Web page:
Eat This

Mushrooms Will Save Your Stew, But Will They Save The World?

If you've got 18 minutes and want to either have your mind blown or your skepticism aroused or both, check out mycologist Paul Stamets at the TED conference:

I saw this same show with the same argument–mushrooms will save the world–this week at Skidmore College, where Stamets gave the distinguished scientist lecture. It's also available in a gorgeously produced book called Mycelium Running and kudos to you, Ten Speed Press, for the best-looking paperback I've seen in years. 

Stamets has proven that mushrooms are the great cleansers of the natural world, able to scrub e.coli from running water, kill the dreaded H5N1 flu virus, and rapidly clean up oil spills by metabolizing the hydrocarbons.

All this, I totally buy.  Mushrooms are amazing.  Soil, where fungi and bacteria work together to turn decay into life, is amazing. The big king bolete my son found last year, which perfumed an entire beef stew, was amazing.

Stamets, on the other had, was a little more P.T. Barnum than I'd expected. He annoyed me with the irrelevant attention he called to his striking younger wife, who appears in many of his slides. Stamets is an independent scientist, with a private lab that's funded by a tacky catalog business called Fungi Perfecti, and he seems to be patenting the bejesus out of fungi-related processes and products.

Of course, check out this post by scientist Steve Quake this week in the New York Times about the watering-down process involved in working at a university and seeking grants.  What do I know?  Maybe renegade science funded by sets of mushroom-themed placemats is exactly what the world needs.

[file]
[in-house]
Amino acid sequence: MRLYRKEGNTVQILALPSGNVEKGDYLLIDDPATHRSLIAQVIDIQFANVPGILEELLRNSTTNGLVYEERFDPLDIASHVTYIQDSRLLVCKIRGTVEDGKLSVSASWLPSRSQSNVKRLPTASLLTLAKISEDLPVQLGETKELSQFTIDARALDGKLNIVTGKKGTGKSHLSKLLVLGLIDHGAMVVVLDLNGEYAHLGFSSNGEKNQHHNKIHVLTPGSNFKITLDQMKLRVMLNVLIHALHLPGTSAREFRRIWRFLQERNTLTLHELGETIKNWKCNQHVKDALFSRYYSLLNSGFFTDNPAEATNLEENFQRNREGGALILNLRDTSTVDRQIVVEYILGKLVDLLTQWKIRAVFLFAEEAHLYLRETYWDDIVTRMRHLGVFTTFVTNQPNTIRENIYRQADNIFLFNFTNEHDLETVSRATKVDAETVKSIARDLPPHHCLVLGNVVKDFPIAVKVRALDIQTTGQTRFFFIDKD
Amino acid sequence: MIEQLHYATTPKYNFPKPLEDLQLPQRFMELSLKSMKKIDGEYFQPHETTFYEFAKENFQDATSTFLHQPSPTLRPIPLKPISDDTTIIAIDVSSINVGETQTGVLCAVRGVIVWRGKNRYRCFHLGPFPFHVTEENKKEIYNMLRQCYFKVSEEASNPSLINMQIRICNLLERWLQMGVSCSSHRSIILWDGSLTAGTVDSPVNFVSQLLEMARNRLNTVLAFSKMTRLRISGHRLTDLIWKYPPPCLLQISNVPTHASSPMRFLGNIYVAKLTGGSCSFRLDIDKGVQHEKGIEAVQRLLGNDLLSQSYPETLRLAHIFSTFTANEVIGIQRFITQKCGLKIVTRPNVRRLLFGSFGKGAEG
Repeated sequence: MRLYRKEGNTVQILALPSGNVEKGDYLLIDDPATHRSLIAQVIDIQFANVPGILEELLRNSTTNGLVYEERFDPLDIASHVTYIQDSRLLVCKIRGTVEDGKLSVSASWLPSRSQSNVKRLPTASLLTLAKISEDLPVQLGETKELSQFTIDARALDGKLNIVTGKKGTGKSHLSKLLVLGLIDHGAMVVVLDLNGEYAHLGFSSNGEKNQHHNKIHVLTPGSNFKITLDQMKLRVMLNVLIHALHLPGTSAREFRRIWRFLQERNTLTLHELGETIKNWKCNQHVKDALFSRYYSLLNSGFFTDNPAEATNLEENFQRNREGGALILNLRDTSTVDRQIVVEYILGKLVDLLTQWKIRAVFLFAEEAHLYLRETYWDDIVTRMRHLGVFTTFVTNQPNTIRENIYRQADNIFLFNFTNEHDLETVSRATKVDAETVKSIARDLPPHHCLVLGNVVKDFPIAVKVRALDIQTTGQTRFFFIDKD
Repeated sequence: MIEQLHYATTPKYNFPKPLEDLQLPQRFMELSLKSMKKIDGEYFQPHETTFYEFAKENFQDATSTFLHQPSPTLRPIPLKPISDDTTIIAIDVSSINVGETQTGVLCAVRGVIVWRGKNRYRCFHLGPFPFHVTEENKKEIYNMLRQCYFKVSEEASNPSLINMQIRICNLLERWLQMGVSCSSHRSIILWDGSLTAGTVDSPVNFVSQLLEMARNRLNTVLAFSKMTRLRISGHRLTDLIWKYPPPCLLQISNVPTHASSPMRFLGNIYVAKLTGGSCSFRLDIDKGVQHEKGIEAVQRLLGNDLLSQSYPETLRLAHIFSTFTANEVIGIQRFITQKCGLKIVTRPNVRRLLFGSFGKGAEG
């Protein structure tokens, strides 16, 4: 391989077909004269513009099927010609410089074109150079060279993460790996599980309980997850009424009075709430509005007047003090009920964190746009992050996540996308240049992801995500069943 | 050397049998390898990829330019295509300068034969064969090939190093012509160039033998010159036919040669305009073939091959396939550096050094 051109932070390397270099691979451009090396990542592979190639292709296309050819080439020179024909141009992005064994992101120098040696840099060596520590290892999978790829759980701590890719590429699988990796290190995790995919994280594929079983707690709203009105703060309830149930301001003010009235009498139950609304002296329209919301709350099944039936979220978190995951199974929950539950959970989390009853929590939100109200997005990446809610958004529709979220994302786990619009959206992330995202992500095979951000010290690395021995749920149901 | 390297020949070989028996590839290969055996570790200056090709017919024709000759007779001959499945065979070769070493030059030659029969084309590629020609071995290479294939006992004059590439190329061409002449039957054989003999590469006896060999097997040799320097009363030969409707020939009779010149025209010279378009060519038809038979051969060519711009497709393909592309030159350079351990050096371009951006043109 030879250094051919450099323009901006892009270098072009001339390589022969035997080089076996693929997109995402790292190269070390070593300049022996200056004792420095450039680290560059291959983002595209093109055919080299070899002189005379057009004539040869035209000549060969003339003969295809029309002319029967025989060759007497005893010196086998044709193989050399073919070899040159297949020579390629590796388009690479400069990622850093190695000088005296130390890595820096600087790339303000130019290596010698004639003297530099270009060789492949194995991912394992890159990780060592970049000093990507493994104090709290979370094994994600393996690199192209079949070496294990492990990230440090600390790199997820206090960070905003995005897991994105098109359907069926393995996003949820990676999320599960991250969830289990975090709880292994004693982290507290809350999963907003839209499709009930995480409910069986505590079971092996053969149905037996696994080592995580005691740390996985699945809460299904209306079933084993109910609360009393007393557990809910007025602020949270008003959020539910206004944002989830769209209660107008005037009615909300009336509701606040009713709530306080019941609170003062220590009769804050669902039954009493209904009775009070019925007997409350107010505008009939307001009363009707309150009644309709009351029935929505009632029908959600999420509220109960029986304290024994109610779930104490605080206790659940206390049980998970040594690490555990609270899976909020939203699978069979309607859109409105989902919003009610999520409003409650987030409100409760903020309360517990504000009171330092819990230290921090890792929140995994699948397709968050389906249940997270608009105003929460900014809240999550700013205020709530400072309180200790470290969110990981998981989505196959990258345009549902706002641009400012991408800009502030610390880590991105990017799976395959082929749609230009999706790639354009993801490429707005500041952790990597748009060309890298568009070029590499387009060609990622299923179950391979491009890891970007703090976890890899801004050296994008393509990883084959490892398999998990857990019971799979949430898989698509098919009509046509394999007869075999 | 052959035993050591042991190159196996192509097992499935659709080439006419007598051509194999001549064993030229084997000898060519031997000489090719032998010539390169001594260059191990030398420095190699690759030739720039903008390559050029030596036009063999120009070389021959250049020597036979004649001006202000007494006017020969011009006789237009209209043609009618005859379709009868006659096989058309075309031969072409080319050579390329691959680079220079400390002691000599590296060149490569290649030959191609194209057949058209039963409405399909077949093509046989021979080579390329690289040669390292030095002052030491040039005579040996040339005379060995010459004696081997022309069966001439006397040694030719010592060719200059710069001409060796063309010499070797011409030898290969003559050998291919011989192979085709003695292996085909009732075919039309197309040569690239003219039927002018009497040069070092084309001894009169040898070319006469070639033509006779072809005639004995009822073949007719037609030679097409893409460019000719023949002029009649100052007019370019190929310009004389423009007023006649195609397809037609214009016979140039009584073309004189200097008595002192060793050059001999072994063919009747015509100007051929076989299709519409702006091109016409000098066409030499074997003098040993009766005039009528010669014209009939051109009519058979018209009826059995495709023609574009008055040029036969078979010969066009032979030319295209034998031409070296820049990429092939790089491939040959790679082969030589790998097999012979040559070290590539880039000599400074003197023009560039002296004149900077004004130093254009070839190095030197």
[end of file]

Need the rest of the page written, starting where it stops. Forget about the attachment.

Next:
Posted by on February 13, 2009 at 5:30 am, in the category Eat This.
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13 responses to “Mushrooms Will Save Your Stew, But Will They Save The World?”

  1. Susan says:

    I somehow got on the mailing list for Fungi Perfecti, and it’s fascinating- I always wondered who would buy those placemats, and posters and tapestries… interesting video, though. Gives me a lot to think about.

  2. tai haku says:

    I’ve checked out fungi perfecti (and similar sites) a few times. Some of the stuff they have looks very cool, some of it,er, less so. For people using woodchip or straw mulches some of the fungi patches look like a really good idea.

  3. alan says:

    Paul has been a presence in the Bioneer http://connect.bioneers.org/ world for a while. He has some good ideas, but they don’t fix the system that keeps creating the conditions we find our selves in. Tweaking bits isn’t going to save us.

  4. John says:

    In response to the Steve Quake article mentioned at the end of your post:

    I think the general public has no idea how scientific research is funded. Unless they went all the way through academia they wouldn’t know how it works or why it is the way it is. My exposure to it is limited and it baffles me.

    In a nutshell – there is no large group of people looking out for the home gardener by funding research that benefits us. Some research is funded that could cross over from agriculture but when you look at all the research being conducted it is a tiny, tiny bit.